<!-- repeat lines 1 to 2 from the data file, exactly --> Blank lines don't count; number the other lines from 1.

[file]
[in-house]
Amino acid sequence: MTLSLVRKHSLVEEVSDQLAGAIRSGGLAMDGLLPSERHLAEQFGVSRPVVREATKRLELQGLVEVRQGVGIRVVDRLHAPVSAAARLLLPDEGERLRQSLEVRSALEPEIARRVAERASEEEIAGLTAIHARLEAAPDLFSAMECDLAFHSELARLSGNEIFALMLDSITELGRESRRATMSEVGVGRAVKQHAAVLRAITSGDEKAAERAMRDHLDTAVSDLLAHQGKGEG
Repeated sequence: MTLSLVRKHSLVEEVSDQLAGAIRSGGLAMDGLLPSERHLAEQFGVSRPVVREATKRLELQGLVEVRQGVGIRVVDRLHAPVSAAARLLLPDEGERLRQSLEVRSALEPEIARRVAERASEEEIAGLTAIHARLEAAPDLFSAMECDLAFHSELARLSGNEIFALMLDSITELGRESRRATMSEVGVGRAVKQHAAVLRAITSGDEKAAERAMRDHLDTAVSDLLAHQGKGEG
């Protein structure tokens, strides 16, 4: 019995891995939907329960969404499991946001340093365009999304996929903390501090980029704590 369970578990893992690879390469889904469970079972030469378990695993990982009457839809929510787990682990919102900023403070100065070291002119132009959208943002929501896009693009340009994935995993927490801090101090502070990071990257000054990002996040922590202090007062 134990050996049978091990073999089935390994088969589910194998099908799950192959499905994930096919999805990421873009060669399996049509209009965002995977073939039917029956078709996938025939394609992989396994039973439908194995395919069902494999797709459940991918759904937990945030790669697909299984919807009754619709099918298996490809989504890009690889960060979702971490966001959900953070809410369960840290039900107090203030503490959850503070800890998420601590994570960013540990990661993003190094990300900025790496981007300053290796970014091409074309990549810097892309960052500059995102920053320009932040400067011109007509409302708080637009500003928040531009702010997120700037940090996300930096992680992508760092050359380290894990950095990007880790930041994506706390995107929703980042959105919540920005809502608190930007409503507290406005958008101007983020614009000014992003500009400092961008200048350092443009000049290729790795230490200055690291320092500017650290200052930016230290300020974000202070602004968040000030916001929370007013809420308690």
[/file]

[in-house]
Amino acid sequence: MTLSLVRKHSLVEEVSDQLAGAIRSGGLAMDGLLPSERHLAEQFGVSRPVVREATKRLELQGLVEVRQGVGIRVVDRLHAPVSAAARLLLPDEGERLRQSLEVRSALEPEIARRVAERASEEEIAGLTAIHARLEAAPDLFSAMECDLAFHSELARLSGNEIFALMLDSITELGRESRRATMSEVGVGRAVKQHAAVLRAITSGDEKAAERAMRDHLDTAVSDLLAHQGKGEG